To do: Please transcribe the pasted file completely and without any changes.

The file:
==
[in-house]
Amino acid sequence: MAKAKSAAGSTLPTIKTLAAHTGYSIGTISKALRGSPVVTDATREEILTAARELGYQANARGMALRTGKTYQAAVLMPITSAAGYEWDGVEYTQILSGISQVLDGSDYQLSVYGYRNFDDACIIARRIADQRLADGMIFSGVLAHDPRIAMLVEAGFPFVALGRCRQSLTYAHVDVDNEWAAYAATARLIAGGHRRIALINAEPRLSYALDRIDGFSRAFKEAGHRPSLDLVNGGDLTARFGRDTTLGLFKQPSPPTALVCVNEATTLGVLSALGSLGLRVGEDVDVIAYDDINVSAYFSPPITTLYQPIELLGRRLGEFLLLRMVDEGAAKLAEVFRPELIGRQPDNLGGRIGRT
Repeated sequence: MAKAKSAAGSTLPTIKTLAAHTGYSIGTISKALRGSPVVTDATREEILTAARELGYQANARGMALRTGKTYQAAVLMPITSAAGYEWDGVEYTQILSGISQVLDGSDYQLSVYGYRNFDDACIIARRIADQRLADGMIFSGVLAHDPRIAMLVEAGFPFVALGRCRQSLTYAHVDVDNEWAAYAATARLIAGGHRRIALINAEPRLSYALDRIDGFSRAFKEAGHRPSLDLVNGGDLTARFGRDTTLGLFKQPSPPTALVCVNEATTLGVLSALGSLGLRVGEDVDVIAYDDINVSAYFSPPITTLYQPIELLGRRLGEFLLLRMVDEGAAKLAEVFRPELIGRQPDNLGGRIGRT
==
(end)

[in-house]
Amino acid sequence: MAKAKSAAGSTLPTIKTLAAHTGYSIGTISKALRGSPVVTDATREEILTAARELGYQANARGMALRTGKTYQAAVLMPITSAAGYEWDGVEYTQILSGISQVLDGSDYQLSVYGYRNFDDACIIARRIADQRLADGMIFSGVLAHDPRIAMLVEAGFPFVALGRCRQSLTYAHVDVDNEWAAYAATARLIAGGHRRIALINAEPRLSYALDRIDGFSRAFKEAGHRPSLDLVNGGDLTARFGRDTTLGLFKQPSPPTALVCVNEATTLGVLSALGSLGLRVGEDVDVIAYDDINVSAYFSPPITTLYQPIELLGRRLGEFLLLRMVDEGAAKLAEVFRPELIGRQPDNLGGRIGRT
Repeated sequence: MAKAKSAAGSTLPTIKTLAAHTGYSIGTISKALRGSPVVTDATREEILTAARELGYQANARGMALRTGKTYQAAVLMPITSAAGYEWDGVEYTQILSGISQVLDGSDYQLSVYGYRNFDDACIIARRIADQRLADGMIFSGVLAHDPRIAMLVEAGFPFVALGRCRQSLTYAHVDVDNEWAAYAATARLIAGGHRRIALINAEPRLSYALDRIDGFSRAFKEAGHRPSLDLVNGGDLTARFGRDTTLGLFKQPSPPTALVCVNEATTLGVLSALGSLGLRVGEDVDVIAYDDINVSAYFSPPITTLYQPIELLGRRLGEFLLLRMVDEGAAKLAEVFRPELIGRQPDNLGGRIGRT